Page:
By: Sutton StokesFebruary 14, 2020

How Are Elkins Sales Tax Revenues Being Spent?

Ever wonder how the city’s sales tax revenues are being spent? It’s an important question. Since the imposition of the tax in 2018, the city has collected about $1.6 million. Although we are only partway through the second year of the tax’s existence, it seems as though we can count on annual revenues of about $1 million. That’s a lot of money, with the potential to accomplish a great deal for Elkins. 

What Sales Tax Money Can’t Do

There are some things it can’t do, however. The city can’t spend a dime of that money on anything to do with our sewer or water systems. State law requires that sewer and water utilities be run as standalone businesses, with no income other than user charges. (That’s why there had to be a sewer-rate increase last year, despite all this sales-tax revenue.)

Sales Tax Money is Restricted to the General Fund

Instead, municipal sales-tax revenues must go into a city’s General Fund, or basic operating fund. The General Fund covers things like street repairs, snow plowing, the police department, planning and zoning, building inspections, code enforcement, financial administration, customer service, legislative processes, downtown beautification, and the functioning and upkeep of city hall. For a sense of scale, the estimated annual sales tax revenue of $1 million represents about a 25 percent increase in the Elkins General Fund.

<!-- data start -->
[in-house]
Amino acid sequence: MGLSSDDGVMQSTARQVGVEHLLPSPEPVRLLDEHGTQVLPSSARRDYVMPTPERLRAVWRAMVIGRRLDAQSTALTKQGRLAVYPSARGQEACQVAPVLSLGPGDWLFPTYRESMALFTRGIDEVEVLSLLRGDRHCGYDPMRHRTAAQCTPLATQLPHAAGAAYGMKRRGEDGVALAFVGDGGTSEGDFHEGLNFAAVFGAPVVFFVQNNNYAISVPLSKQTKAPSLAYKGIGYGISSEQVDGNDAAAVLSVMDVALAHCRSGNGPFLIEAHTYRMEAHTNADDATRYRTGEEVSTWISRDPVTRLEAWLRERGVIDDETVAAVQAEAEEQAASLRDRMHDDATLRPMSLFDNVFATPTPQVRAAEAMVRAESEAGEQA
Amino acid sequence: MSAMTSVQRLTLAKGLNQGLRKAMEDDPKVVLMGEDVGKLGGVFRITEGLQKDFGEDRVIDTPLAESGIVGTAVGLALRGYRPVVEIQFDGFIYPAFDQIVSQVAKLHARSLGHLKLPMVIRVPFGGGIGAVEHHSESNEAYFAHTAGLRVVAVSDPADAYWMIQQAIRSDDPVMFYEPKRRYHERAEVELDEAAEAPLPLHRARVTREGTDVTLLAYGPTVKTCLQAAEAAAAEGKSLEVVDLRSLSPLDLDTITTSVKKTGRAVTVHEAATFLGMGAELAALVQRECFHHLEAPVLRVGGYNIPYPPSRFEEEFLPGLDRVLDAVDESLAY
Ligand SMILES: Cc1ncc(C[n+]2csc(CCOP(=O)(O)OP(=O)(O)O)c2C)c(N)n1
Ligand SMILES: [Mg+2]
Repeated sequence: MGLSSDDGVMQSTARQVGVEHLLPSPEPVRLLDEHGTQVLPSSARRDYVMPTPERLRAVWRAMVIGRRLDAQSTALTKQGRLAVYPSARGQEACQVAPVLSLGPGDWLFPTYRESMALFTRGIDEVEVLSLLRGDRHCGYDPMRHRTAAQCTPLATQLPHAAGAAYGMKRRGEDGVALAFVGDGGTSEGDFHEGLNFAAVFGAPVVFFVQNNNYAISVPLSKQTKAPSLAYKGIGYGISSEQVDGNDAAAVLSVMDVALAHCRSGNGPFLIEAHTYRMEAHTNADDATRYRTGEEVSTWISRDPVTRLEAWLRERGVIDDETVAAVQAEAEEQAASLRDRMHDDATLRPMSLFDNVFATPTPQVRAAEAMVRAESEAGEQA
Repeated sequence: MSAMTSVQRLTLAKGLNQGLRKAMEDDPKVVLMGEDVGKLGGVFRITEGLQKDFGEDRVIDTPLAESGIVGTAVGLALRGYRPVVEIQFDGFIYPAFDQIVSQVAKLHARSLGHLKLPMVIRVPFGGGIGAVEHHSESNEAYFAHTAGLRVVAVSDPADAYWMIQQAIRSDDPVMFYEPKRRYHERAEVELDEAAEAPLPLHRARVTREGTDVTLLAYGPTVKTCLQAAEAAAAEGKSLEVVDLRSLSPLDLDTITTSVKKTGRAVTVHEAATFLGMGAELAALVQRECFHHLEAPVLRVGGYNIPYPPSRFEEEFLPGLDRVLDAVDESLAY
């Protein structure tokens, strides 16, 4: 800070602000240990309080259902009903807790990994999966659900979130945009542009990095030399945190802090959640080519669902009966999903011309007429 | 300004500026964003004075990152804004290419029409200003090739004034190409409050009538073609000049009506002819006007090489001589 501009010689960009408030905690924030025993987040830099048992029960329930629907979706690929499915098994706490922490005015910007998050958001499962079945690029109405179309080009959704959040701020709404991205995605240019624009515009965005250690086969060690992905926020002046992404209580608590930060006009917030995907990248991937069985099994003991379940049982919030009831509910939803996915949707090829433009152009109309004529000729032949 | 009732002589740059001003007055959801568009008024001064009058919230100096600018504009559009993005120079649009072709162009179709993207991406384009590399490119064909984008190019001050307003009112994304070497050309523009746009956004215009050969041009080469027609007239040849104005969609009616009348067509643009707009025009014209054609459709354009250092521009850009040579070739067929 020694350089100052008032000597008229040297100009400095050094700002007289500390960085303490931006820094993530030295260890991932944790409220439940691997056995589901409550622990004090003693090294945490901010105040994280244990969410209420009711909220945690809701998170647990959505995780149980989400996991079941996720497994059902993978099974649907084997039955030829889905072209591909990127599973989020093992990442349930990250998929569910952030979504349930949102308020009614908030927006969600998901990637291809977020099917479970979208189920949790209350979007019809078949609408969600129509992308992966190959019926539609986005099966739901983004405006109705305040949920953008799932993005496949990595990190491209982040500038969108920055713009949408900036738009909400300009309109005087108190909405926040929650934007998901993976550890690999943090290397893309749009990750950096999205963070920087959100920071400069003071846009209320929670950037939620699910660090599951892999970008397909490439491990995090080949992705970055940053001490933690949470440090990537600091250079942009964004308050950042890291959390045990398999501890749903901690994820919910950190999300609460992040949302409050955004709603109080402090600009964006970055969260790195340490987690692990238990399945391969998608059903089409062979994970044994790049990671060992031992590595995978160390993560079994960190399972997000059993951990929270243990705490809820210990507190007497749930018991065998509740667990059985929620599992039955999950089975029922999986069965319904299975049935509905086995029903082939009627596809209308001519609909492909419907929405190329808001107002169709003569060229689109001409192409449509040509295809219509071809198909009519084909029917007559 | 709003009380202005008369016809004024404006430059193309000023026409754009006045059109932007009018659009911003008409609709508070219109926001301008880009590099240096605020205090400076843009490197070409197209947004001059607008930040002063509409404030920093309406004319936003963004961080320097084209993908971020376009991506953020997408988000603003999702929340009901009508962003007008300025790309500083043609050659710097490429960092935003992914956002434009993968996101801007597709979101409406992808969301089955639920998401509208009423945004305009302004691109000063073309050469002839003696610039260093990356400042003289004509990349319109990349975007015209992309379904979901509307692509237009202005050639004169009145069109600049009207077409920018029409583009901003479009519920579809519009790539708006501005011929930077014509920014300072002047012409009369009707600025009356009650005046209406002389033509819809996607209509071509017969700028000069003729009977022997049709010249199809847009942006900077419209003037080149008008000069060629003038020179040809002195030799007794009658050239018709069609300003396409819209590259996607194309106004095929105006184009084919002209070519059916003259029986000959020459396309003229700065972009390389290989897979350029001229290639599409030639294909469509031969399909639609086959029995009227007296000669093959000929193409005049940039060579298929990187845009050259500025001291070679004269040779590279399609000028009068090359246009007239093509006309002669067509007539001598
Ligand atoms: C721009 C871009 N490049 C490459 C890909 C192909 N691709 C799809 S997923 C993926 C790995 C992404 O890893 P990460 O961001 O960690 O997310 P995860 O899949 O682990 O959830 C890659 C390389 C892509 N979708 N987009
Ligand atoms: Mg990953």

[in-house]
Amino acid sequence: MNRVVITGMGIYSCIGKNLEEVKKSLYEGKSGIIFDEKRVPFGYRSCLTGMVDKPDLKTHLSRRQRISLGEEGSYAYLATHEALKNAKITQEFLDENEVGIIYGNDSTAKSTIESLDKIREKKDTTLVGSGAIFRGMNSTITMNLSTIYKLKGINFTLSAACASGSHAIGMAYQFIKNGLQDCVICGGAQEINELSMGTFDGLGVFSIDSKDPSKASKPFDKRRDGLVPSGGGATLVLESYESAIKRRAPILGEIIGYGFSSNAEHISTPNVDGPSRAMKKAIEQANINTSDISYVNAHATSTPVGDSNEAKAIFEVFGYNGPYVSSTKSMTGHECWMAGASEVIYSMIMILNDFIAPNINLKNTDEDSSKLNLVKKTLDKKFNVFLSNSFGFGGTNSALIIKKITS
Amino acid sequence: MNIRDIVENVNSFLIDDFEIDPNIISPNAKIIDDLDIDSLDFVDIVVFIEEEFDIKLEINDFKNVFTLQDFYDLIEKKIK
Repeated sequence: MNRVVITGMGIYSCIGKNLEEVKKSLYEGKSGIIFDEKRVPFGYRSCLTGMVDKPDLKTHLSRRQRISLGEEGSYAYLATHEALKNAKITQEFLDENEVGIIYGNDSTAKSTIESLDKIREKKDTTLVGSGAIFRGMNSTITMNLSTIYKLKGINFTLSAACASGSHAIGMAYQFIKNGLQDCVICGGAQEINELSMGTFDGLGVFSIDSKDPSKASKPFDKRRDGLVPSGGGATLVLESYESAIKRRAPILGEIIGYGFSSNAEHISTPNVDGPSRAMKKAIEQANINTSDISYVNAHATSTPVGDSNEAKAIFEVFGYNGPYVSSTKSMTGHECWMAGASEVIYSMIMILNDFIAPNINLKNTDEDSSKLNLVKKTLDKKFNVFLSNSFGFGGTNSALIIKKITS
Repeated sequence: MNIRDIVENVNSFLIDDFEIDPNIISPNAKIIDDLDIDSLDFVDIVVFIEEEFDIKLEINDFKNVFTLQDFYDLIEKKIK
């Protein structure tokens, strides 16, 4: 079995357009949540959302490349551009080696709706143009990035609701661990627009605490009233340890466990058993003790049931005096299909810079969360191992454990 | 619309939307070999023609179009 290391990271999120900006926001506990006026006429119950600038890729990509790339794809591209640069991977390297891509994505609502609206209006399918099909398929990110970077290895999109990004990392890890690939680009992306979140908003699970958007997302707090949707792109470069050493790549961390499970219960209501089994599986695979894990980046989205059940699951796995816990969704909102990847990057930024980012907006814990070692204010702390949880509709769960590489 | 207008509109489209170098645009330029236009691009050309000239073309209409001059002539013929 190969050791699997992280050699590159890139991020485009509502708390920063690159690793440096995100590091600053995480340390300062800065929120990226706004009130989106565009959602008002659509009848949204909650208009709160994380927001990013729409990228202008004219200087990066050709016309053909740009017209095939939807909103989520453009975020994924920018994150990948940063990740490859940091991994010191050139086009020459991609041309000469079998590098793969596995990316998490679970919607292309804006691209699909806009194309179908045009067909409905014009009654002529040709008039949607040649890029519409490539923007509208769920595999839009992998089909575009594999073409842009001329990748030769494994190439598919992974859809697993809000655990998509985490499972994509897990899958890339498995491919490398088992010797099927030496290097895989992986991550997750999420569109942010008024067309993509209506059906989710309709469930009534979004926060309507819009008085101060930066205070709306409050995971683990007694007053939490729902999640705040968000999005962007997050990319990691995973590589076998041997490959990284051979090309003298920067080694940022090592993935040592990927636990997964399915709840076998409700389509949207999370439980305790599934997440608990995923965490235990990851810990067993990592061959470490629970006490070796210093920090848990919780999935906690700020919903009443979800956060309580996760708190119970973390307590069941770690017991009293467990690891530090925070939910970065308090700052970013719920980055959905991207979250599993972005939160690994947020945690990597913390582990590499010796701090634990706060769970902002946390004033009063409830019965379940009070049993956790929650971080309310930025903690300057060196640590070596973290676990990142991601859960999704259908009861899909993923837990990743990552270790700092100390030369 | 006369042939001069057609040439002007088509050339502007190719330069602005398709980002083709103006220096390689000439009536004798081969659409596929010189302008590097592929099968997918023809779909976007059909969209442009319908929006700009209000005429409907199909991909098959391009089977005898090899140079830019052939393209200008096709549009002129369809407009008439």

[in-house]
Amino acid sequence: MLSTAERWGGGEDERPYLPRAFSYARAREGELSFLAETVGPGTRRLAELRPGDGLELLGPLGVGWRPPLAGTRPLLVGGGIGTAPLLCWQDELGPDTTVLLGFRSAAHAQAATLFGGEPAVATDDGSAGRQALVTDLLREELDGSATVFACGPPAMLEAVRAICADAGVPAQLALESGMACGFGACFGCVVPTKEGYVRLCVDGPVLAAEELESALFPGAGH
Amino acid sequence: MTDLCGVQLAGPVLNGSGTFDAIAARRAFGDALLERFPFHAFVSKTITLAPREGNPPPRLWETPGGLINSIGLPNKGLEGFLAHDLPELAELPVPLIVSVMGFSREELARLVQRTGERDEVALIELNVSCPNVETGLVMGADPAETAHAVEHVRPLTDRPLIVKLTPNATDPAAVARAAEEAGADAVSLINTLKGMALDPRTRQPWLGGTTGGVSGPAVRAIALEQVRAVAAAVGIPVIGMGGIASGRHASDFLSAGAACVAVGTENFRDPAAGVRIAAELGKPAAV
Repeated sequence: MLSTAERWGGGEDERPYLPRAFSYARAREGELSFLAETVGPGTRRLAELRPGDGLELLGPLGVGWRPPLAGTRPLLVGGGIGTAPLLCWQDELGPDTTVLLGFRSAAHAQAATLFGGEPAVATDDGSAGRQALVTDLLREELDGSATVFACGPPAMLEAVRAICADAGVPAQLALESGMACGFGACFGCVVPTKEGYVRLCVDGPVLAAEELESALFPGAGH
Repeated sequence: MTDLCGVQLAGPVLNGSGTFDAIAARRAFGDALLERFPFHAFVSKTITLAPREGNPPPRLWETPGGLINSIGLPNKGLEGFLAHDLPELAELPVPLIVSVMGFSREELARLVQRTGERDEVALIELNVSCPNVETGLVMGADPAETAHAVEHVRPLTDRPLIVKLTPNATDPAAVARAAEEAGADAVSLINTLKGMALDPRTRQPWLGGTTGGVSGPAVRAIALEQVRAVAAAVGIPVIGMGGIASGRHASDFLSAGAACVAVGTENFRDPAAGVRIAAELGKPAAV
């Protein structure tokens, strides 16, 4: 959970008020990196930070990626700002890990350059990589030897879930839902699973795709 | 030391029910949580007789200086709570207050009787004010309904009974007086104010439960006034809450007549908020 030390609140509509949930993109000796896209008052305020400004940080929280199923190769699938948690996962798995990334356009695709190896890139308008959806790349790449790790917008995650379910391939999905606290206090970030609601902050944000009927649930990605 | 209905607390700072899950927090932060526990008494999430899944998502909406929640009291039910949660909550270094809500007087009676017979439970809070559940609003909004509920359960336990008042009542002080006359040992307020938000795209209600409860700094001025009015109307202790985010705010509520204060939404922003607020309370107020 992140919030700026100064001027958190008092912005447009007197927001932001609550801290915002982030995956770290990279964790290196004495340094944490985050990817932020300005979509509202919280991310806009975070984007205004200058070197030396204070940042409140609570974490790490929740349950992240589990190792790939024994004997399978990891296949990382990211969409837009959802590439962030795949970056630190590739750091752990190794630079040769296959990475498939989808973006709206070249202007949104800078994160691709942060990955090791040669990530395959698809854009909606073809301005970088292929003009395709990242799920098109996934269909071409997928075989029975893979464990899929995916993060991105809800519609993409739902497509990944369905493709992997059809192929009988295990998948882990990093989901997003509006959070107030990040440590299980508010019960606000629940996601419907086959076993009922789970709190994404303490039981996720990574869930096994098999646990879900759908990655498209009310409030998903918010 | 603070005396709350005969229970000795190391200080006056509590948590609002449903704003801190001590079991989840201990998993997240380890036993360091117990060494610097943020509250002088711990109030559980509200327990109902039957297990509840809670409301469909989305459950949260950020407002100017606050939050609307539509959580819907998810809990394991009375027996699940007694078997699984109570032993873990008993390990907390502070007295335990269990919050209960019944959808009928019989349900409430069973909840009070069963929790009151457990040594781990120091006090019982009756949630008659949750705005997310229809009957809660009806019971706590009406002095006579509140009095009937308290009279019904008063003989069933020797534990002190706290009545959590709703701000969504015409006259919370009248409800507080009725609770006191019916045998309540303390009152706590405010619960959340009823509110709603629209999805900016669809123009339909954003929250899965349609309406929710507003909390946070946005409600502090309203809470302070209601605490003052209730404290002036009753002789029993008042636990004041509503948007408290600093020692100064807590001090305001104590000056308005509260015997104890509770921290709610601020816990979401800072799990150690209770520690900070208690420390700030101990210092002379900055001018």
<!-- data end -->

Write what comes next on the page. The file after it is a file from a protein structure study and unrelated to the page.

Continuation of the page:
How Is This Money Being Spent?

So, how is that money being spent? A good snapshot comes from the fall of 2019, when City Clerk Jessica Sutton made numerous public presentations about progress on the City of Elkins 2018-2023 Strategic Plan. (You can scroll through the presentation below or download it here.)

As Sutton explained in the above presentation, about 80 percent of the $1.4 million that had then been collected (in around October 2019) was budgeted toward goals identified by council in the strategic plan, in categories like redevelopment and beautification; master facilities plan; improved communications; governance; and city boundary expansion.

Here are some of the budgeted strategic plan goals:

  • $100,000 for demolishing dilapidated houses
  • A new entry-level police officer position, at $125,000
  • $200,000 in improvements to the public parking lot behind city hall
  • $90,000 toward renovations at the Phil Gainer Community Center
  • A $200,000 project to renovate the police department
  • $75,000 toward needs assessment, equipment purchase, and staff for a new GIS office
  • Publishing the city’s laws in a searchable format online, at a cost of $20,000
  • $6,400 for analysis and planning for possible restructuring of city government

About 20 percent of sales tax revenues are going toward non-strategic-plan expenditures, including:

  • Annual lease on four new police vehicles: $36,000
  • 15 snowflake holiday decorations: $7,000
  • Council chamber and other city hall renovations: $43,000
  • Support for community partners (e.g., $5,000 to Humane Society’s feral cat spaying program): $18,000

The above are just highlights; the more exhaustive list of budgeted strategic plan goals from Sutton’s presentation is below.

Budgeted Strategic Plan Goals



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